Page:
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In medicine before the 20th century, an anodyne was a drug that was believed to relieve or soothe pain by lessening the sensitivity of the brain or nervous system (Greek ἀνώδυνος anōdynos < ἀν- an- 'without' + ὀδύνη odynē 'pain'). It was essentially an analgesic.
Certain compound medicines were also called by this name, such as anodyne balsam, made of castile soap, camphor, saffron, and spirit of wine, and digested in a sand heat. It was recommended not only for easing extreme pain, but for assisting in discharging the peccant matter that occurred with the pain.
In literary usage, the word has escaped its strictly medical meaning to convey anything "soothing or relaxing" (so used since the 18th century) or even anything "non-contentious", "blandly agreeable", or unlikely to cause offence or debate.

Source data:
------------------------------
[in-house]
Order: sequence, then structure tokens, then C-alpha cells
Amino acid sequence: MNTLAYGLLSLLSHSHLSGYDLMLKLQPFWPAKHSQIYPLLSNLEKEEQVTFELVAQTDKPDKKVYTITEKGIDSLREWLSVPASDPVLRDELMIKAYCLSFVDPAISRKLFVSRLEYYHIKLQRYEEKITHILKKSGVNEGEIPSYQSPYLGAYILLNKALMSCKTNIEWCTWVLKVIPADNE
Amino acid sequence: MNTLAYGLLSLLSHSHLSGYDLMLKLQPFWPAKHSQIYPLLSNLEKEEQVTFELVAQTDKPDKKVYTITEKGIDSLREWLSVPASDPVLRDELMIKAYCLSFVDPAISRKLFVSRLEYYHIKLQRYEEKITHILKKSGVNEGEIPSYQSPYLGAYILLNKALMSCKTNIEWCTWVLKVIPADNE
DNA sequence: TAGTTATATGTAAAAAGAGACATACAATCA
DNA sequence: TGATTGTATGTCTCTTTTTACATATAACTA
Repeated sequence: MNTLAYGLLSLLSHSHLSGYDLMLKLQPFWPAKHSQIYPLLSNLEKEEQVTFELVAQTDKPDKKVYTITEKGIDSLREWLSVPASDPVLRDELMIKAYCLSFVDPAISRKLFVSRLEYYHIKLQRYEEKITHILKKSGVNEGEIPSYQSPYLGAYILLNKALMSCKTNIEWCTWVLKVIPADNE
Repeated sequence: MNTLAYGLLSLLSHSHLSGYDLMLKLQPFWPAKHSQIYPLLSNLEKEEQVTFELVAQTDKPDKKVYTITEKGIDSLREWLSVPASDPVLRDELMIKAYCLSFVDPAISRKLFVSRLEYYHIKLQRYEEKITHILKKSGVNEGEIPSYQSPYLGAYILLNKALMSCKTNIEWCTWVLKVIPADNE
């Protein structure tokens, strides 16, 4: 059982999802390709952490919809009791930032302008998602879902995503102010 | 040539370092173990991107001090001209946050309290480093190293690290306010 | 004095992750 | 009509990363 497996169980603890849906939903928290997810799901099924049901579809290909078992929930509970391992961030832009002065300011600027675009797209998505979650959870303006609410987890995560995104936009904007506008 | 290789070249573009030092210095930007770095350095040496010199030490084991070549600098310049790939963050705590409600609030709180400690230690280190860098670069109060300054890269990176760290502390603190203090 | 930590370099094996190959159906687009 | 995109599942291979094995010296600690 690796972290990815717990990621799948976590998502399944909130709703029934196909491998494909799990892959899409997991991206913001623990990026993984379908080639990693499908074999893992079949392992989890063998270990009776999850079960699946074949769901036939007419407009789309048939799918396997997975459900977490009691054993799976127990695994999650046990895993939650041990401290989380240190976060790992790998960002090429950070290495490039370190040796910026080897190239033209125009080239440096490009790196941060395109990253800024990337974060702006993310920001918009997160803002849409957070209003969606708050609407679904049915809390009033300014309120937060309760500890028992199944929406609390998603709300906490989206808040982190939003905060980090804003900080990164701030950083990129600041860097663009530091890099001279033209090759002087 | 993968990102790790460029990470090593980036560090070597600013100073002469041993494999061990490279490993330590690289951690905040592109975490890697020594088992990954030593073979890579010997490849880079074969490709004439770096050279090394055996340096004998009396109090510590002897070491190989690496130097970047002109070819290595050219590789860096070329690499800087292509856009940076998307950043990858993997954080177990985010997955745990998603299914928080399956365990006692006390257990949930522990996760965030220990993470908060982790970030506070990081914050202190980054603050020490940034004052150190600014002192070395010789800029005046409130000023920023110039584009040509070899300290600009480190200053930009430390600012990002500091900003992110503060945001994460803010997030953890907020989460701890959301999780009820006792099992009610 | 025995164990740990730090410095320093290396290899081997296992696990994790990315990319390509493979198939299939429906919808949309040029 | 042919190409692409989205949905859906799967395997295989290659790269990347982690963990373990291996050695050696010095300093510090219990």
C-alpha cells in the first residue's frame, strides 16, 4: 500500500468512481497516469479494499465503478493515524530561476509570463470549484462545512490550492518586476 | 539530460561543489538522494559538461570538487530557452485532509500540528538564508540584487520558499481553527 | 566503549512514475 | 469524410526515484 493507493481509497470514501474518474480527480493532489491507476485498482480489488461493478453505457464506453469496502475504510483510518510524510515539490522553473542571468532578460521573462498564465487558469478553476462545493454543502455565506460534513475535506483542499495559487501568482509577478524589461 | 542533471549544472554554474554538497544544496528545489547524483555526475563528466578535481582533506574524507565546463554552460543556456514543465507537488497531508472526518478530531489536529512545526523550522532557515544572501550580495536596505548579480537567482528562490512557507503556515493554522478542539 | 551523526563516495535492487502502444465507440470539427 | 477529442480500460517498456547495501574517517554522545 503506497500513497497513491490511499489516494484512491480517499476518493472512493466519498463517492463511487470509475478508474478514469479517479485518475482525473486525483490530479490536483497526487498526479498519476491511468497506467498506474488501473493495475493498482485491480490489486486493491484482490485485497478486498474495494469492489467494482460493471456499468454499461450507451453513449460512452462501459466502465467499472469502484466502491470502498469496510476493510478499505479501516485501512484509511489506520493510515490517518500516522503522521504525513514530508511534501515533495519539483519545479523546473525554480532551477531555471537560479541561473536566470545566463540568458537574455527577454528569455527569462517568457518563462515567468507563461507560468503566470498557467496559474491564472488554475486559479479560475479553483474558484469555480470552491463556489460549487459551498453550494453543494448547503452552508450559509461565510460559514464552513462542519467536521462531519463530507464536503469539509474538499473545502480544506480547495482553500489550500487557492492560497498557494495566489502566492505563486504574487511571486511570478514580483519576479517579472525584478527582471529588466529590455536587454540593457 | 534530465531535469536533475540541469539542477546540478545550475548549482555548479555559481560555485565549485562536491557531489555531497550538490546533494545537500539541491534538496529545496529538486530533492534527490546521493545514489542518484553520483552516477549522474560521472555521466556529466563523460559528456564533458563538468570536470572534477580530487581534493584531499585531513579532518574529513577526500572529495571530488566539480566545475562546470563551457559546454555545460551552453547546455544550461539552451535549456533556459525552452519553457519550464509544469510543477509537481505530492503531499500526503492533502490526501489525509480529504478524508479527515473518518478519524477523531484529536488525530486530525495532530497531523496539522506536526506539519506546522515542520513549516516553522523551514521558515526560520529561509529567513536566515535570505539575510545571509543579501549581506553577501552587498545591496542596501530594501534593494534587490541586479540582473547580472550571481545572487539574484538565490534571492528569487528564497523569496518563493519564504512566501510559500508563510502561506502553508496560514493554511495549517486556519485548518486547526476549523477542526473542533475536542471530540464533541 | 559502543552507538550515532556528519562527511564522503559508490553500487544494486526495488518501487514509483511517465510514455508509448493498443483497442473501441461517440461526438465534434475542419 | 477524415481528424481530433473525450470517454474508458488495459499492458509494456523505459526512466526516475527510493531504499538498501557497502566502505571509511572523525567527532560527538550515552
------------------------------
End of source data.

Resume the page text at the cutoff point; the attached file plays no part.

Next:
- Richard Quain, A dictionary of medicine: including general pathology, general therapeutics, 1883 full text
- This article incorporates text from a publication now in the public domain: Chisholm, Hugh, ed. (1911). Encyclopædia Britannica (11th ed.). Cambridge University Press.
- This article incorporates text from a publication now in the public domain: Chambers, Ephraim, ed. (1728). "article name needed". Cyclopaedia, or an Universal Dictionary of Arts and Sciences (first ed.). James and John Knapton, et al.
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